The flameouts of public figures often fill the rest of us with a mixture of schadenfreude and sympathy, but both emotions tend to give way to curiosity. How could he (it’s always a he, isn’t it) do this? Why would he risk his reputation? What variety of self-loathing compelled him to match our contempt with his own? The Brian Williams flameout is different, if only because it did not involve sexual impropriety or financial gain. Perhaps by the time you read this, his employer will have decided whether or not Williams is a compulsive liar and whether he can return to his anchor’s chair. But his fate is not a matter of national importance; after all, he’s no Walter Cronkite. Network news has devolved mostly to weather and dog stories, punctuated by chitchat with a telegenic physician. How much public trust does our news host even need to inspire these days? Still, as James McWilliams tells us in his cover piece, the way Williams changed his copter-under-fire story over the years comports with what we are learning about how memory works—or fails to work. The important thing is not whether we should have felt more sympathy and less schadenfreude for Williams, but what his story can teach us about the nature of memory, history, and truth.

The Scholar lost two friends on one day in May. The distinguished historian Peter Gay was a friend before our time, but former managing editor Jean Stipicevic knew him well, having worked on the Scholar staff when Gay served as acting editor upon the death of editor Hiram Haydn in 1973. After Joseph Epstein replaced Haydn in 1974, Gay was for many years a member of our editorial board. Jeanie remembers Gay as “prolific. … He was humble and good-natured and laughed easily.” Over 32 years, he wrote 10 articles for the magazine, several of them forerunners of his important books about the Victorian bourgeoisie, psychoanalysis, and his own Germanness.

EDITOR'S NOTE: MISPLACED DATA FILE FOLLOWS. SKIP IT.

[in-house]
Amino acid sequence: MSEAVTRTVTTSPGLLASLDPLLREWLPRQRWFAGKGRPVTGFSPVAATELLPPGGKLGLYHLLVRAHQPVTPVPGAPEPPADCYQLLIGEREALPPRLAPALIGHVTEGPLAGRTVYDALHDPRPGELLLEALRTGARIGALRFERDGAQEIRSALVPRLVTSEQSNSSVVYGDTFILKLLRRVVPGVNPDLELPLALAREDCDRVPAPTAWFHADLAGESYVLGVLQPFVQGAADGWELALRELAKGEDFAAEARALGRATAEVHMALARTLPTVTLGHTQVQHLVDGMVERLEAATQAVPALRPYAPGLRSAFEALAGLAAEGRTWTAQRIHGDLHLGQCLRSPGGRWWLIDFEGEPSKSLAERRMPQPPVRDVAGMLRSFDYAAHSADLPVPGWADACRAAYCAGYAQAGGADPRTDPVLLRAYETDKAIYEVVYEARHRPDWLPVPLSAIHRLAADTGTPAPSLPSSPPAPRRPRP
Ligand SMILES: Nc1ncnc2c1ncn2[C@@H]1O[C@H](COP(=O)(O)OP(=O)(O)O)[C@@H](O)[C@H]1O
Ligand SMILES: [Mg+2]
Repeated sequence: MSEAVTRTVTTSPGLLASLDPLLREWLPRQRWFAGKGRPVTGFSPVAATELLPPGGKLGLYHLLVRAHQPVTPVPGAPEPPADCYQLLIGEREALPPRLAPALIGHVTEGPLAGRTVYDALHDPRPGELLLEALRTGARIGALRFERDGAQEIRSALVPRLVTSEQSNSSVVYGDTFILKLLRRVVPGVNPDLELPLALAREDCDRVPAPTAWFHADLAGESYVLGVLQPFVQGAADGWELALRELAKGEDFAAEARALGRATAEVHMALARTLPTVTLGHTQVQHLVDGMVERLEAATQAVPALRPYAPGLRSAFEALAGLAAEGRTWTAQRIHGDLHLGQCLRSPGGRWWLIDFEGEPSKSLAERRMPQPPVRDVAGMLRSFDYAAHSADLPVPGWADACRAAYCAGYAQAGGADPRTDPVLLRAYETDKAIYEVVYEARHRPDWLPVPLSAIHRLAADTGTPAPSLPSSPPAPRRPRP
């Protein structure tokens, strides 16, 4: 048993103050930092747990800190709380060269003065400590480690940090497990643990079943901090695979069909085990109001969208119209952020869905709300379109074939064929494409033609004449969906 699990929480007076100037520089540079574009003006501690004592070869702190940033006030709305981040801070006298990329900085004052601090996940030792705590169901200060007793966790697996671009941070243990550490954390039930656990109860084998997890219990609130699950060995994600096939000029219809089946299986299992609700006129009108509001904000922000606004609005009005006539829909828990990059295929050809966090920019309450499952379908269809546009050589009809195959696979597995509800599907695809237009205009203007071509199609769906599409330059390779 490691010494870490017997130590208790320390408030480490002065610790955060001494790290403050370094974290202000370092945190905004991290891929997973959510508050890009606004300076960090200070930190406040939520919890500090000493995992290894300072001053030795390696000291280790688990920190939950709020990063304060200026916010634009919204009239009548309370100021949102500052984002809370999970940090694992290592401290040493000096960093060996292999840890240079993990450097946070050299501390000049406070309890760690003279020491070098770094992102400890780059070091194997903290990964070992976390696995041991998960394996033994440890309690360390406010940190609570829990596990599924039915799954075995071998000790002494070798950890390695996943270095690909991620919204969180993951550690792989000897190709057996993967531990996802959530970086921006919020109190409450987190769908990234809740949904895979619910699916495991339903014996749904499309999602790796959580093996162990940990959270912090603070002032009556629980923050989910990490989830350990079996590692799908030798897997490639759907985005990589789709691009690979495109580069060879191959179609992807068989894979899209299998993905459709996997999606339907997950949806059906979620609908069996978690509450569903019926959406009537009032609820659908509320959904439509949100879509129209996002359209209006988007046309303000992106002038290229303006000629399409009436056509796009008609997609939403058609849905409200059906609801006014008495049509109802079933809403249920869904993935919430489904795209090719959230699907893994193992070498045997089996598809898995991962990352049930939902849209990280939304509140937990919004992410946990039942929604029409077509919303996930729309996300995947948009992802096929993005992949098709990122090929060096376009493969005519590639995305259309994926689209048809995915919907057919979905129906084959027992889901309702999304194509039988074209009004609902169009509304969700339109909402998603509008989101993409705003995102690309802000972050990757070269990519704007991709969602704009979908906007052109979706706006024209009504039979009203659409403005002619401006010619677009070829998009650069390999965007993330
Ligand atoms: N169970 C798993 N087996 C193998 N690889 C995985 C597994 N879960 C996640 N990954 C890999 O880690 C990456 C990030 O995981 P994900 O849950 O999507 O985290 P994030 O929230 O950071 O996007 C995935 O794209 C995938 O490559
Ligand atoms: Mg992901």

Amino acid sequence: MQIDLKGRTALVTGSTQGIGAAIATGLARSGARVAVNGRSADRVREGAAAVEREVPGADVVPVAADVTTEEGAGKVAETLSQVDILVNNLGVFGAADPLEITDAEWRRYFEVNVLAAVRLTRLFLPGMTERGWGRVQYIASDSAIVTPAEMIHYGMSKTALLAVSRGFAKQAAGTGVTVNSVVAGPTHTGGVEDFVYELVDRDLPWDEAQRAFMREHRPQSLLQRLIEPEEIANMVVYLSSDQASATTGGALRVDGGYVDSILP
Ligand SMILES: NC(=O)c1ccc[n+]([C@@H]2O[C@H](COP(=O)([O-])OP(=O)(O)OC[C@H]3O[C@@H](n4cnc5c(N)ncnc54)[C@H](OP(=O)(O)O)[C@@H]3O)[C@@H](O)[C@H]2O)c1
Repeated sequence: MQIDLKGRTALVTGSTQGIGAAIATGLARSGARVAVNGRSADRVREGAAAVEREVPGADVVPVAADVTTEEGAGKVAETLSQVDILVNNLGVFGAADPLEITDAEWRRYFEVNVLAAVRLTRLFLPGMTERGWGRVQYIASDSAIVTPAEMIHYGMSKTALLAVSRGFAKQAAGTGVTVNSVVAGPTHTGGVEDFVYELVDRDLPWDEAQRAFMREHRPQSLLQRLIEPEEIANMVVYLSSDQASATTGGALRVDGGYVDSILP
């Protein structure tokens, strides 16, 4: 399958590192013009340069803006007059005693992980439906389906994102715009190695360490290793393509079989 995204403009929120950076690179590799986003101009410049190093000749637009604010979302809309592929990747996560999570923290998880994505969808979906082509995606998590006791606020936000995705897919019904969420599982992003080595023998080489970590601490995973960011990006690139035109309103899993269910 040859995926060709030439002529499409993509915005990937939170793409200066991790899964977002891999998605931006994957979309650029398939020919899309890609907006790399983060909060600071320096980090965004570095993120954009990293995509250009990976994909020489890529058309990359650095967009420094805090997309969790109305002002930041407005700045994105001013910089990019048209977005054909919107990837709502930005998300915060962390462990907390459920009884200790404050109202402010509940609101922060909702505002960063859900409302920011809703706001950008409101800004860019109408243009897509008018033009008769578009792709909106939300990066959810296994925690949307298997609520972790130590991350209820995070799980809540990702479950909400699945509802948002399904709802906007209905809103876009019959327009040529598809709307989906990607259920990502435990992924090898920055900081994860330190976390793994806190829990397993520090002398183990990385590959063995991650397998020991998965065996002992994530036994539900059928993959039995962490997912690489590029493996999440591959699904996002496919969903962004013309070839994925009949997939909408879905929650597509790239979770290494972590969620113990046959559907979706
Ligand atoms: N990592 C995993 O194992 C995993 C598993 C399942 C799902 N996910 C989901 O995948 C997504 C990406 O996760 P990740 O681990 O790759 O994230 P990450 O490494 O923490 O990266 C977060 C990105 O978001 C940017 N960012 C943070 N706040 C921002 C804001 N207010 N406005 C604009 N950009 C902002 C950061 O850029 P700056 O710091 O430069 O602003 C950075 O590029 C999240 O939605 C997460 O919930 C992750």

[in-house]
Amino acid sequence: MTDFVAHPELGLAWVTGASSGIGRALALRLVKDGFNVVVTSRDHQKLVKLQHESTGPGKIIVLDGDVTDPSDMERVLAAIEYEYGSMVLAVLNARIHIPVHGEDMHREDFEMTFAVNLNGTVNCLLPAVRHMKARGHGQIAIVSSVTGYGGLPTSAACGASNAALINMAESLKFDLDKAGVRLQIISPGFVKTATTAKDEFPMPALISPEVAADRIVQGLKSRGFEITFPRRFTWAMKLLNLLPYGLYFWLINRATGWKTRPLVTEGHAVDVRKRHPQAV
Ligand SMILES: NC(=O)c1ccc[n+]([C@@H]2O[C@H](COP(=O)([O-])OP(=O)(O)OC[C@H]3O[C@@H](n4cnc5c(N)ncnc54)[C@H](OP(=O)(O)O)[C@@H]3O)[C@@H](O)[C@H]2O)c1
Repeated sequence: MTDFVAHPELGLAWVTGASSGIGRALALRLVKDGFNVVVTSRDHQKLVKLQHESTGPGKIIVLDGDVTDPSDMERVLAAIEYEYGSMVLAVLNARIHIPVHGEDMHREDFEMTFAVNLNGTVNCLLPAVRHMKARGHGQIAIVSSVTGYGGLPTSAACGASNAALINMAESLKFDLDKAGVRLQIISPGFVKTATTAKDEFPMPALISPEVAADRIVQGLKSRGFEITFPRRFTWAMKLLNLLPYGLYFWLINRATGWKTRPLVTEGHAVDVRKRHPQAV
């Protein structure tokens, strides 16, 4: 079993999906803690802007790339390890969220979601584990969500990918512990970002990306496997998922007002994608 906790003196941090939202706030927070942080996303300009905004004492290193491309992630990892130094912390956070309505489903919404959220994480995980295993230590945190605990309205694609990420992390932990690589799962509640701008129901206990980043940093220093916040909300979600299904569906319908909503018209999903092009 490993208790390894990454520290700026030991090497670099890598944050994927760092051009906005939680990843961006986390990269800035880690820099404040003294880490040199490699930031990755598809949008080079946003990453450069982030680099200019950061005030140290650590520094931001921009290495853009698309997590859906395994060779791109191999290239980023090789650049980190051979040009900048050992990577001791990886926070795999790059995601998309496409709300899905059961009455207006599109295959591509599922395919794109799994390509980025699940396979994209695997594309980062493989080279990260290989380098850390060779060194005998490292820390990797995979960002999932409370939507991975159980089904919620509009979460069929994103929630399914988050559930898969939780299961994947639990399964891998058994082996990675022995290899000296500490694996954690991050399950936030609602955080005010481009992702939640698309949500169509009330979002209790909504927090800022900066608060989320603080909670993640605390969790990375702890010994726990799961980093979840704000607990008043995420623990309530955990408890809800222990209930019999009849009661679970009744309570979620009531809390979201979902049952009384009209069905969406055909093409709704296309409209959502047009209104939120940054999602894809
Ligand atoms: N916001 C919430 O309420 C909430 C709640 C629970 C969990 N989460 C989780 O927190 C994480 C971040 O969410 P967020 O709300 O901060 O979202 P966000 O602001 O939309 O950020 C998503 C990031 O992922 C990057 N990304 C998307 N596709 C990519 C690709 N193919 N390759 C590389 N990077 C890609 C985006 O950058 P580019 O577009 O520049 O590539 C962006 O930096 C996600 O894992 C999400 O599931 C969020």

William Zinsser, whose On Writing Well has been the bible for two generations of writers so far, also died on May 12. He wrote a dozen articles for the Scholar over 22 years, and then at the age of 87 became our first blogger, with his popular “Zinsser on Friday” columns. Much to our pleasure and pride, a selection of them won a National Magazine Award for digital commentary in 2012. A lot has been made since his death, and rightly so, of Zinsser’s kindness to aspiring writers. But now it can be revealed that he was kind even to editors. We will miss him. The Scholar’s advisory editor, Allen Freeman, edited Zinsser’s online columns, and the two men became friends. As it happens, this is Allen’s last issue here, after a decade of advising, editing, inspiring, and contributing in many other ways. He won’t be going far, but we will miss him, too.

Permission required for reprinting, reproducing, or other uses.

Robert Wilson's most recent book is Barnum: An American Life. He was the editor of the Scholar for more than 17 years.


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